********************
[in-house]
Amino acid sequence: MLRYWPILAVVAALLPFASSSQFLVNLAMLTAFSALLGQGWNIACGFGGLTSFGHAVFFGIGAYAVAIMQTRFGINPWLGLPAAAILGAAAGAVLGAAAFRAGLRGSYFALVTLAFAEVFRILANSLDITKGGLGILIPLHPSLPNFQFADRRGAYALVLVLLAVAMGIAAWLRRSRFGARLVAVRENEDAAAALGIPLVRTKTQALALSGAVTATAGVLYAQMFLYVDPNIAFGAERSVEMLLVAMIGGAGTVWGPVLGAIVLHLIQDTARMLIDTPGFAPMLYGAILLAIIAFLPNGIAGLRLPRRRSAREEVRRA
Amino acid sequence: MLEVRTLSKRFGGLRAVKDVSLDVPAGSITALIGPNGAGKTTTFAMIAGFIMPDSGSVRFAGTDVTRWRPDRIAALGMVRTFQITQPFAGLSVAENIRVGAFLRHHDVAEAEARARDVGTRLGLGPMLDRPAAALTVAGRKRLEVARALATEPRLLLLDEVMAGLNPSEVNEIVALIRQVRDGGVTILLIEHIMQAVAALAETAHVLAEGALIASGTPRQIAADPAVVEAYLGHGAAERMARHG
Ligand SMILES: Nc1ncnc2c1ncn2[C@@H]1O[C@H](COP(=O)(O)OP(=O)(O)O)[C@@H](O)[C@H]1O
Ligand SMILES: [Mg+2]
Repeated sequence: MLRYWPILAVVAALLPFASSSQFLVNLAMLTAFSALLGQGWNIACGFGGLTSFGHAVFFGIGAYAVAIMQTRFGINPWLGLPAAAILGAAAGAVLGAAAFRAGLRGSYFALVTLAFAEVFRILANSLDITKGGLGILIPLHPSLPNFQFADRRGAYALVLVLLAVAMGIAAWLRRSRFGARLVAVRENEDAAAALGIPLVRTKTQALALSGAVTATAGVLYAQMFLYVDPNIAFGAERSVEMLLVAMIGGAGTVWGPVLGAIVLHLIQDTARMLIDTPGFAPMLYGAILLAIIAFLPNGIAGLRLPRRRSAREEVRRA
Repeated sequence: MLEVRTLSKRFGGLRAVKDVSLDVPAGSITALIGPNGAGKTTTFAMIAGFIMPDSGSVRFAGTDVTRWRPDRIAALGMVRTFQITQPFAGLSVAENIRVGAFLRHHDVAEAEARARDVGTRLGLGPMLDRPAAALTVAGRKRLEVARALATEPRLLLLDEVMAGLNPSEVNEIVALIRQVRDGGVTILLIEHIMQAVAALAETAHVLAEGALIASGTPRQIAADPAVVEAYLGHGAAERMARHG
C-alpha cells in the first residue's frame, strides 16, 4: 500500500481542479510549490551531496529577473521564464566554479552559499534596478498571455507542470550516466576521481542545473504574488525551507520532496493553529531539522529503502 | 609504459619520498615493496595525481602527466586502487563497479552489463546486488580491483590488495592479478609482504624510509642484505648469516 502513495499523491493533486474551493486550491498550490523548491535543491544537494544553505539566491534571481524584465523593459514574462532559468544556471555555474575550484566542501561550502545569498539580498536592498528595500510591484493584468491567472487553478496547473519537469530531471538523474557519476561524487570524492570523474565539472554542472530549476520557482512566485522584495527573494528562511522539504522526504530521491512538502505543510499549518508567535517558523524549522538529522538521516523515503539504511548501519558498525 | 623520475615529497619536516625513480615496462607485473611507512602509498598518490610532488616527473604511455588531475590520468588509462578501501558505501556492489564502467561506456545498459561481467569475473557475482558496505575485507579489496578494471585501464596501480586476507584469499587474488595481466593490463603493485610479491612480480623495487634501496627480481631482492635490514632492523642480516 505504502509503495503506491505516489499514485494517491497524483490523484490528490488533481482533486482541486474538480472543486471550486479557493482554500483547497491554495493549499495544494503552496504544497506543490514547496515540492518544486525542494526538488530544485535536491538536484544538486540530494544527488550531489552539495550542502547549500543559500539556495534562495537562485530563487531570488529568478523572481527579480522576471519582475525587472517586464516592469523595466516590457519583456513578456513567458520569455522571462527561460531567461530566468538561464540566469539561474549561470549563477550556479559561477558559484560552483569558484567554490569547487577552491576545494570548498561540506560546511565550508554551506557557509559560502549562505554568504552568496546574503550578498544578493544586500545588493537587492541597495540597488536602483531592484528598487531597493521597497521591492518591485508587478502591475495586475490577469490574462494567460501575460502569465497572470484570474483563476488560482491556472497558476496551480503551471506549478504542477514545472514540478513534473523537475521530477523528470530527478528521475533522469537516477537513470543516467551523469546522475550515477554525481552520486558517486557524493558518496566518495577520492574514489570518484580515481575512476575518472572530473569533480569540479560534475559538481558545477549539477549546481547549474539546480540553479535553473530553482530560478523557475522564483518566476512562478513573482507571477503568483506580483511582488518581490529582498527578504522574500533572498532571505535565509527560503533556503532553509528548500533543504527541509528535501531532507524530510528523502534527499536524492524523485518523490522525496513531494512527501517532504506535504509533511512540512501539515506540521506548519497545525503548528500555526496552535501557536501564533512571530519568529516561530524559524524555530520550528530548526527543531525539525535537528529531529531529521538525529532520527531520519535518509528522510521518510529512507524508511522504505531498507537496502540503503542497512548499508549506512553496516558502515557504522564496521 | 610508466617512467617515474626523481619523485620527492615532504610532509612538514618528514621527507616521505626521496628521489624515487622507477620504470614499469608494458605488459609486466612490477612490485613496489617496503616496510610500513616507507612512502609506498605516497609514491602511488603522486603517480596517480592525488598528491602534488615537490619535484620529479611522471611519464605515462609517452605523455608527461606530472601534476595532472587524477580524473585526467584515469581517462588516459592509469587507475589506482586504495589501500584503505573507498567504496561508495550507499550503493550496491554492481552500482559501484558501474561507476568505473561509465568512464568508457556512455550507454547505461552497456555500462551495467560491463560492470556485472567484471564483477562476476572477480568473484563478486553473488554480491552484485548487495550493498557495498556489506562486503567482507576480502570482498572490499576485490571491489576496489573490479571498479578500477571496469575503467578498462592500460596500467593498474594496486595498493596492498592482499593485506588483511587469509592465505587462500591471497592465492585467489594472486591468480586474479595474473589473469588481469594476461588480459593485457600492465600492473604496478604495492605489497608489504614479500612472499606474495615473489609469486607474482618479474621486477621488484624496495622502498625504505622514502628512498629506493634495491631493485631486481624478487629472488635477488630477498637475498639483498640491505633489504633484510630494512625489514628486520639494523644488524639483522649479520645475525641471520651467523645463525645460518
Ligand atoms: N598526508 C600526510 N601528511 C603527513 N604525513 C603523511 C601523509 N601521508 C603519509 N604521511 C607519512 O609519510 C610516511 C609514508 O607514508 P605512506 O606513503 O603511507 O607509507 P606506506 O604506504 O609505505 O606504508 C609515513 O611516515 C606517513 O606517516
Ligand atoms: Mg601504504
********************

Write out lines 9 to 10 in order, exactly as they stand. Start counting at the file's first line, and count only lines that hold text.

Ligand atoms: N598526508 C600526510 N601528511 C603527513 N604525513 C603523511 C601523509 N601521508 C603519509 N604521511 C607519512 O609519510 C610516511 C609514508 O607514508 P605512506 O606513503 O603511507 O607509507 P606506506 O604506504 O609505505 O606504508 C609515513 O611516515 C606517513 O606517516
Ligand atoms: Mg601504504